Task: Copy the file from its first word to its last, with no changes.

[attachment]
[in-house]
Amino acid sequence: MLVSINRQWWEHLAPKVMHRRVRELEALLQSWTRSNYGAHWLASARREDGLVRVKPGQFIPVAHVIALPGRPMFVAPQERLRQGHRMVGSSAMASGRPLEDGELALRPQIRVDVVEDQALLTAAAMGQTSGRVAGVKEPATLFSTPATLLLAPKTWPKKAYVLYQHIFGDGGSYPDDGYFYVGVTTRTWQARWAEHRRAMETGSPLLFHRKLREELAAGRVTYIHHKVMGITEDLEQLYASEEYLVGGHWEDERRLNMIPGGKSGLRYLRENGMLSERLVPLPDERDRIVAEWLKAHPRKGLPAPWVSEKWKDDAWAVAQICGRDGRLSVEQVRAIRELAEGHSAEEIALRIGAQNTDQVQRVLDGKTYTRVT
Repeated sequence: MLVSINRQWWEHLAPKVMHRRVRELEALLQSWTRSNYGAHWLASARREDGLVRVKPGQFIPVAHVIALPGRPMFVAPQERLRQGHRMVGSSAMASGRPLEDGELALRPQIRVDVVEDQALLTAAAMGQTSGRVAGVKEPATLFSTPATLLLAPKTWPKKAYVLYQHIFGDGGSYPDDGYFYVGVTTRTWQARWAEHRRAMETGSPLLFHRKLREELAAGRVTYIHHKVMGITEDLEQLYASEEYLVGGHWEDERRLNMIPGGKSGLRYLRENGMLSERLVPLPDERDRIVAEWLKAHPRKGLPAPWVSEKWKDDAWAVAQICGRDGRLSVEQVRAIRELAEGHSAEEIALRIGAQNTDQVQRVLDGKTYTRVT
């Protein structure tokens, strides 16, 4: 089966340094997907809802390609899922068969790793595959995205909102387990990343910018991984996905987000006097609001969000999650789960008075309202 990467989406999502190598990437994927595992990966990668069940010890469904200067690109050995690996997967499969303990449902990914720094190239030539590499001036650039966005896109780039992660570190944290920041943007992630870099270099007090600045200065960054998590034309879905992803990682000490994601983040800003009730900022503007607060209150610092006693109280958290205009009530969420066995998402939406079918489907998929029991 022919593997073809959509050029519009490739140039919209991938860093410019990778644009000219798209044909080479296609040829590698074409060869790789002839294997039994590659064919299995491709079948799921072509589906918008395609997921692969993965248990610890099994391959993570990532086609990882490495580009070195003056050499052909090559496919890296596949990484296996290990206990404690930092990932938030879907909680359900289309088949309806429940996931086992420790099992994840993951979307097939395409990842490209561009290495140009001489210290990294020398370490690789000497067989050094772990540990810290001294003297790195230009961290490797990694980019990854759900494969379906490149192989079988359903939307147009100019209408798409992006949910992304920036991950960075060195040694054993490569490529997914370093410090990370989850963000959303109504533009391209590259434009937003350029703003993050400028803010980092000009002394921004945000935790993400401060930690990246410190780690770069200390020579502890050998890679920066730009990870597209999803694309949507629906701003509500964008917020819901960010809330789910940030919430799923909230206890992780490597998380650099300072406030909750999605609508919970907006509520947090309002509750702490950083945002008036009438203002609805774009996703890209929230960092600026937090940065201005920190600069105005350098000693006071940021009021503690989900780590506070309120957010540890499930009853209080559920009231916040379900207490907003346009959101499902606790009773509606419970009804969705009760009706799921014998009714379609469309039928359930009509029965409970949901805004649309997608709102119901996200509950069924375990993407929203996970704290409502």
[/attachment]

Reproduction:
[in-house]
Amino acid sequence: MLVSINRQWWEHLAPKVMHRRVRELEALLQSWTRSNYGAHWLASARREDGLVRVKPGQFIPVAHVIALPGRPMFVAPQERLRQGHRMVGSSAMASGRPLEDGELALRPQIRVDVVEDQALLTAAAMGQTSGRVAGVKEPATLFSTPATLLLAPKTWPKKAYVLYQHIFGDGGSYPDDGYFYVGVTTRTWQARWAEHRRAMETGSPLLFHRKLREELAAGRVTYIHHKVMGITEDLEQLYASEEYLVGGHWEDERRLNMIPGGKSGLRYLRENGMLSERLVPLPDERDRIVAEWLKAHPRKGLPAPWVSEKWKDDAWAVAQICGRDGRLSVEQVRAIRELAEGHSAEEIALRIGAQNTDQVQRVLDGKTYTRVT
Repeated sequence: MLVSINRQWWEHLAPKVMHRRVRELEALLQSWTRSNYGAHWLASARREDGLVRVKPGQFIPVAHVIALPGRPMFVAPQERLRQGHRMVGSSAMASGRPLEDGELALRPQIRVDVVEDQALLTAAAMGQTSGRVAGVKEPATLFSTPATLLLAPKTWPKKAYVLYQHIFGDGGSYPDDGYFYVGVTTRTWQARWAEHRRAMETGSPLLFHRKLREELAAGRVTYIHHKVMGITEDLEQLYASEEYLVGGHWEDERRLNMIPGGKSGLRYLRENGMLSERLVPLPDERDRIVAEWLKAHPRKGLPAPWVSEKWKDDAWAVAQICGRDGRLSVEQVRAIRELAEGHSAEEIALRIGAQNTDQVQRVLDGKTYTRVT
């Protein structure tokens, strides 16, 4: 089966340094997907809802390609899922068969790793595959995205909102387990990343910018991984996905987000006097609001969000999650789960008075309202 990467989406999502190598990437994927595992990966990668069940010890469904200067690109050995690996997967499969303990449902990914720094190239030539590499001036650039966005896109780039992660570190944290920041943007992630870099270099007090600045200065960054998590034309879905992803990682000490994601983040800003009730900022503007607060209150610092006693109280958290205009009530969420066995998402939406079918489907998929029991 022919593997073809959509050029519009490739140039919209991938860093410019990778644009000219798209044909080479296609040829590698074409060869790789002839294997039994590659064919299995491709079948799921072509589906918008395609997921692969993965248990610890099994391959993570990532086609990882490495580009070195003056050499052909090559496919890296596949990484296996290990206990404690930092990932938030879907909680359900289309088949309806429940996931086992420790099992994840993951979307097939395409990842490209561009290495140009001489210290990294020398370490690789000497067989050094772990540990810290001294003297790195230009961290490797990694980019990854759900494969379906490149192989079988359903939307147009100019209408798409992006949910992304920036991950960075060195040694054993490569490529997914370093410090990370989850963000959303109504533009391209590259434009937003350029703003993050400028803010980092000009002394921004945000935790993400401060930690990246410190780690770069200390020579502890050998890679920066730009990870597209999803694309949507629906701003509500964008917020819901960010809330789910940030919430799923909230206890992780490597998380650099300072406030909750999605609508919970907006509520947090309002509750702490950083945002008036009438203002609805774009996703890209929230960092600026937090940065201005920190600069105005350098000693006071940021009021503690989900780590506070309120957010540890499930009853209080559920009231916040379900207490907003346009959101499902606790009773509606419970009804969705009760009706799921014998009714379609469309039928359930009509029965409970949901805004649309997608709102119901996200509950069924375990993407929203996970704290409502």